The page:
It looks like people are rediscovering the Microcomputer Trainer all of a sudden. It might be a good time to pick one up.

15 thoughts on “A Deep Dive Into A 1980s Radio Shack Computer Trainer

  1. When I was a kid I had a friend who had one of those 100-in-1 kits with all the spring contacts, and I wanted one so badly I could taste it.  This was approximately 1971, and I believe it was Heathkit brand.  My family came back to the States in 1974, and that’s when I “discovered” Radio Shack.  At the time, it was all about components, project boxes, and other things needed for projects, stereo equipment (including turntables and open-reel tape recorders, cassettes, even 8-track—things today’s young people have no concept of), CB radio, antennas, tools, radios, and even vacuum tubes.  Cell phones and home computers did not exist yet.  There’s a bit of nostalgia there, although it was another 7+ years before I had any interest in comuters.

    1. This scenario existed here in Germany, too. Up until mid-90s. Up to the end of 20th century, you could say.

      CB radio, r/c cars, music cassettes, crystal radio sets, satellite TV, electronic construction sets (Kosmos was popular) etc.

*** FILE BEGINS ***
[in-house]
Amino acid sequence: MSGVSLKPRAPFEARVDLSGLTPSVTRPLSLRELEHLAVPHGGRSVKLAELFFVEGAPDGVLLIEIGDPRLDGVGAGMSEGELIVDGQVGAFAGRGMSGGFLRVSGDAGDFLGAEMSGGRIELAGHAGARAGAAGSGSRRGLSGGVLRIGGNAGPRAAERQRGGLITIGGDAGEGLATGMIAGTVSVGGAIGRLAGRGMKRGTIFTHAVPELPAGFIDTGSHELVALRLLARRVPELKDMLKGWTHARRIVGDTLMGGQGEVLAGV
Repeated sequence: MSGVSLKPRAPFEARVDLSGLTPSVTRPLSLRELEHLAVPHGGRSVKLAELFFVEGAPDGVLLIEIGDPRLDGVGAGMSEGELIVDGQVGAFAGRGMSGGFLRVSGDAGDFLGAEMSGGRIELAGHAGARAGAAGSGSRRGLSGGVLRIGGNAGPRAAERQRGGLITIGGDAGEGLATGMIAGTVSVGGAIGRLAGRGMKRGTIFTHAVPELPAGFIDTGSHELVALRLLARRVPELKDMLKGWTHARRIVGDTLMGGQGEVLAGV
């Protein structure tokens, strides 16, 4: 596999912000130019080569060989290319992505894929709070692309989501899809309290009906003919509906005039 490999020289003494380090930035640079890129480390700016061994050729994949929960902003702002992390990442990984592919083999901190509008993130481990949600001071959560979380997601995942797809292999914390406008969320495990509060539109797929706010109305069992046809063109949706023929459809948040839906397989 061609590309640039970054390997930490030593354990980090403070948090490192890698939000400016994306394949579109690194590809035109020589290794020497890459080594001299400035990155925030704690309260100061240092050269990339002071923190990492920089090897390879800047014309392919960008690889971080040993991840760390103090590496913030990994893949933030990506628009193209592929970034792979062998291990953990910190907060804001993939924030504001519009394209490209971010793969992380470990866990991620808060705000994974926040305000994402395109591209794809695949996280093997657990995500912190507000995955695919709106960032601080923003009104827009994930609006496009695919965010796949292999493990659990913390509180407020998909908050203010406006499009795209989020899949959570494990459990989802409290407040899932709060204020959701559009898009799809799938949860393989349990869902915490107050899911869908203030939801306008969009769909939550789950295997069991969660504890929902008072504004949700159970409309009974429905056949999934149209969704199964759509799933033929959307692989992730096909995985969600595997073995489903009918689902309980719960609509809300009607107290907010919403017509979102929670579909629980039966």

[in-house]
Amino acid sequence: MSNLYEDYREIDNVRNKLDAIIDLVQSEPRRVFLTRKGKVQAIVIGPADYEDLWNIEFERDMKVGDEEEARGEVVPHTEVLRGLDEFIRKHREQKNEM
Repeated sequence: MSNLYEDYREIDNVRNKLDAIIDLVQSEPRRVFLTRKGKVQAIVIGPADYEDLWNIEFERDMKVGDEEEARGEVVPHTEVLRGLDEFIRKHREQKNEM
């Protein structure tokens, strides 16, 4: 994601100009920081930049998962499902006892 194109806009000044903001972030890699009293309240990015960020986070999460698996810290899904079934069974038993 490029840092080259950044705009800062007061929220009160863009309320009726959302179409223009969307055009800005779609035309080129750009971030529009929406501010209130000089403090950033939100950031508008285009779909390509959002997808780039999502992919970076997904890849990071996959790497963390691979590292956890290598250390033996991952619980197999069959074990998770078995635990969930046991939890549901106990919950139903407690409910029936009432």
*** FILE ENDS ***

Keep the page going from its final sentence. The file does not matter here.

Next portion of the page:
That all was still common at the time.

      There even was a nice computer interface for Windows 3.1x (Kosmos Hi-Tec).
      The software was being written in 16-Bit Visual Basic.

      Likewise, in the 80s, there were various computer interfaces by Fischertechnik (not Fisher Price).
      That was another popular manufacturer of construction sets.
      The interfaces were for controlling robot arms, for example. They existed for C64, Apple, IBM PC and so on.

      Another popular maker was Busch or “ELOtronic” (there was an electronic magazine named ELO).
      See ELOtronic Studio Center 2070 (aka Electronic Studio Center 2070).
      It had been re-released multiple times over the years.

      There also was a microcontroller model, the Busch Microtronic 2090.
      It was a learning “computer”, so to say.